Archive | February, 2013

Another reason I need a Vitamix

27 Feb

I think I may have mentioned this before, but I’m going through an oatmeal phase. For the past few months I have had nothing but oatmeal for breakfast, and often for lunch too. (If you’re wondering why I’m not 90 pounds, it’s because I often load it with chocolate and whatever the heck this magical stuff I bought from IKEA is:

ikea chocolate butterscotch spread

But this morning I decided to do something different. Last night I discovered a recipe for a strawberry shortcake smoothie, which involved frozen strawberries, cashews and almond milk — all ingredients I had. So instead of busting out the oats and chocolate this morning, I dusted off my blender. (Literally — it’s been sitting on the counter untouched since my obsession switched from smoothies to oatmeal months ago.) I put in all the ingredients and began the blending. Everything was going smoothly (no pun intended). Then I decided to get ambitious. I added two dates for sweetness. The blender chugged along, but I could tell it wasn’t happy about it. It fared better than my mini food processor though. I dipped a spoon in the blender for a taste and it was magical — it really did taste like strawberry shortcake! And it was healthy! I was going to have a great breakfast! I twisted the container off the blender base to pour my smoothie into my glass. That’s when this happened:

blender bottom fell out

blender explosion

The blade somehow remained attached, separating from the container. My entire strawberry shortcake smoothie spilled out the bottom in one quick movement as I lifted the container up. It took me a minute to process what had happened.

anchorman im not even mad

Of course, my first thought was to grab my camera (my point and shoot, not the DSLR. Ain’t nobody got time for that when there’s a breakfast explosion). Then I had to clean the mess up, reminding me that I need to stop buying cheap paper towels, as well as cheap blenders.

You know what the worst part was? Not that I had to throw away my blender — it served me well for the price I paid two years ago — but that after all that work this was what I got for breakfast:

strawberry shortcake smoothie(And the bit I managed to scoop off the machine and counter until I remembered how long it’s been since I’ve washed that counter.) What a waste of strawberries, cashews and almond milk.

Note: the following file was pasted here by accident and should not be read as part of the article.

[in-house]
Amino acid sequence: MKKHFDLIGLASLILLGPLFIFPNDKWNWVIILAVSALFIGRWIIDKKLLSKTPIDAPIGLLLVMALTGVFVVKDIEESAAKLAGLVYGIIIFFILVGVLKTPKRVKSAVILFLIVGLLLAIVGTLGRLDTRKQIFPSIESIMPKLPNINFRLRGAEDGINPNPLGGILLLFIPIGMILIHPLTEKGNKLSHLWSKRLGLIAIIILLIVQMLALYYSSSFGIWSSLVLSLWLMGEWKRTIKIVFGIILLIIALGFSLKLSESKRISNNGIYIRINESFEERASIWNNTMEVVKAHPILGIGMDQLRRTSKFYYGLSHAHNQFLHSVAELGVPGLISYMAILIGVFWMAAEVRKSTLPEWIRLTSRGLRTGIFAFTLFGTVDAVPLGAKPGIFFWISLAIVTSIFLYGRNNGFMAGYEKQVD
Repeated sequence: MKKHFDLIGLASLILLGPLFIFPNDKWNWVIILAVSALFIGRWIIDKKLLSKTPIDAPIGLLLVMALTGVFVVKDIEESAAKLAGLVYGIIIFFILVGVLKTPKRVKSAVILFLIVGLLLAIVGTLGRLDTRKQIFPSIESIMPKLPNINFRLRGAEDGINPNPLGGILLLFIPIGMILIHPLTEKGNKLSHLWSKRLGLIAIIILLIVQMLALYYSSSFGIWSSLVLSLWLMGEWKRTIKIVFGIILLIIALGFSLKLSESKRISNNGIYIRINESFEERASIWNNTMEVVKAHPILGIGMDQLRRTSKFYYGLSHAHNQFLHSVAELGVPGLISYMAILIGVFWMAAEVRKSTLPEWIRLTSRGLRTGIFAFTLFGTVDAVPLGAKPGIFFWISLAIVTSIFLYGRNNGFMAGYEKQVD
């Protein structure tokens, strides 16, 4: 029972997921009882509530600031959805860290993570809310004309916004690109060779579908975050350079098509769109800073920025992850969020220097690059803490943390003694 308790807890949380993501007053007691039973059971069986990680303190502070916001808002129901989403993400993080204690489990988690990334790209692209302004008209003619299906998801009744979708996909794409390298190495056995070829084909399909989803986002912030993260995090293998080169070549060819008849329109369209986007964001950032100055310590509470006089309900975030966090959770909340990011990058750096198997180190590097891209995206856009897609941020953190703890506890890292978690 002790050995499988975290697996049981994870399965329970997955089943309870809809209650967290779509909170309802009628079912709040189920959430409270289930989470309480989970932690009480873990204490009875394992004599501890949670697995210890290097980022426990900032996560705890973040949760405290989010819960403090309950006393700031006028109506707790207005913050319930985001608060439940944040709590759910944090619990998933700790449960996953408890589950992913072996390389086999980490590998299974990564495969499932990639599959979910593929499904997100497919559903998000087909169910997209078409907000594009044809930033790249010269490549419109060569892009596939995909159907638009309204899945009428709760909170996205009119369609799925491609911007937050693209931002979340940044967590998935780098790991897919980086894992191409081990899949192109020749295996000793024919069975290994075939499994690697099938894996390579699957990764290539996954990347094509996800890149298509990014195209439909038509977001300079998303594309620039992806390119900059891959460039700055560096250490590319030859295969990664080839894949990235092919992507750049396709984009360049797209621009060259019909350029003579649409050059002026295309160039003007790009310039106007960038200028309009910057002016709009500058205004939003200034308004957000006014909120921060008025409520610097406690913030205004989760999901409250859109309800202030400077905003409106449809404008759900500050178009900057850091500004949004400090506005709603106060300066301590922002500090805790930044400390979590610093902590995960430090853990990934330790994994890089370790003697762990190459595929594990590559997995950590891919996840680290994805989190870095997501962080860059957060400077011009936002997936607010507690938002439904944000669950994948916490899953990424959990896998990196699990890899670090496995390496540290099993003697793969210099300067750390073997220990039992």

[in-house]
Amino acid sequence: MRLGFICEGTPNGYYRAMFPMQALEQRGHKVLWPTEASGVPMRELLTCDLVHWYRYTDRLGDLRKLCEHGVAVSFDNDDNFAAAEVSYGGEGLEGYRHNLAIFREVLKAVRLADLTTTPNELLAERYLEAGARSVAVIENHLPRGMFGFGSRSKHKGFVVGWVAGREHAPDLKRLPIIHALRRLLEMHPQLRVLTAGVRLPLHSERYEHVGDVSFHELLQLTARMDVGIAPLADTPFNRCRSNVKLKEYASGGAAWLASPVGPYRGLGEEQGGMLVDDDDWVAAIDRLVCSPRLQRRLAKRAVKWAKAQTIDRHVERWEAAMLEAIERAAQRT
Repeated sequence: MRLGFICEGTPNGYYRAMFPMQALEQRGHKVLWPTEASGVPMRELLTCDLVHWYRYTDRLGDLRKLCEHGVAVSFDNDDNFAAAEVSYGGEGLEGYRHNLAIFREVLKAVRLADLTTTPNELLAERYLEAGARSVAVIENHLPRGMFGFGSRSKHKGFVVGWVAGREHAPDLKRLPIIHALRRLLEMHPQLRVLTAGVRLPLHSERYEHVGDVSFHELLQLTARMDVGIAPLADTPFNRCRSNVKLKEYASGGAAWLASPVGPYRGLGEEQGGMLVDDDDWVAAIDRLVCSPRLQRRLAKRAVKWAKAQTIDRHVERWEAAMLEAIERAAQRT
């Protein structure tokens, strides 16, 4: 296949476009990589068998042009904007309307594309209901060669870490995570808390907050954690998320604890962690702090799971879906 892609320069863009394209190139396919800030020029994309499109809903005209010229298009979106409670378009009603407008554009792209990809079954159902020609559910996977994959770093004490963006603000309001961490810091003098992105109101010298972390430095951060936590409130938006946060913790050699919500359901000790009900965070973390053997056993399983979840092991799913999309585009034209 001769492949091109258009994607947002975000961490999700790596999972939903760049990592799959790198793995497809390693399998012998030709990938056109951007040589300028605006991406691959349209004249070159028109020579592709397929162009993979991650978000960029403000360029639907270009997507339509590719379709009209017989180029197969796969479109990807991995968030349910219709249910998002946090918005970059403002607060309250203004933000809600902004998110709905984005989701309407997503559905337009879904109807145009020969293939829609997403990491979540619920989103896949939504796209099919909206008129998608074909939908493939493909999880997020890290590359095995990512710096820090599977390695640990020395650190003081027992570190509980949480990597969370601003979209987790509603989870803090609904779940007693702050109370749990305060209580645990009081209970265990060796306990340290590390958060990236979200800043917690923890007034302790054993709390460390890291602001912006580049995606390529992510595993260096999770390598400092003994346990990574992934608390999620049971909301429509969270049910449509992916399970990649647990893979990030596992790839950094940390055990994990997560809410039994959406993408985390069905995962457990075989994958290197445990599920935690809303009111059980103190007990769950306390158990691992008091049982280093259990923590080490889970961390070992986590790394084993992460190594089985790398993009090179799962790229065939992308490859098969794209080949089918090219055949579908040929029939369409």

It may be time to rethink my stance on ridiculously expensive high-powered blenders.

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I got day seats but didn’t see a pelican eat a pigeon

21 Feb

Yesterday I woke up early to partake in my favorite London activity: queuing for day seats. A friend and I saw Harold Pinter’s “Old Friends.” I wanted to see it because it got rave reviews, plus it stars Kristin Scott Thomas, and I’m a sucker for seeing celebrities up close and making awkward front row eye contact during the curtain call. Thomas and the rest of the cast were brilliant, but when the show was over my friend and I looked at each other with the same “OK, who’s going to say it first?” face. “I didn’t get it,” she said. I didn’t either. This shouldn’t have surprised me considering under its review “Time Out London” ran a section titled “WTF is going on in ‘Old Times?'” Yet after reading the various theories, part of me wants to see the show again. Maybe when it’s warmer.

After I got my tickets I had the usual day seat conundrum: Do I waste the time and money to go home only to come back in a couple hours, or do I wander around London until lunchtime? This time I decided to bring my new camera and wander around London, especially since I was meeting my friend for lunch before the show. I formulated this plan from the warm comforts of my flat. After I stood in the cold for an hour queuing, walking around for three hours in the cold didn’t seem like the brightest idea. But I had my camera with me and I wanted to get more practice with it — and I wanted to see the pelicans. So despite it being in the opposite direction of the theatre and restaurant, I meandered down to St. James’s Park in the hopes of witnessing this:

If my post title didn’t spoil it for you already, I did not get to witness a pelican trying to eat a pigeon, but I did get some photos of other birds.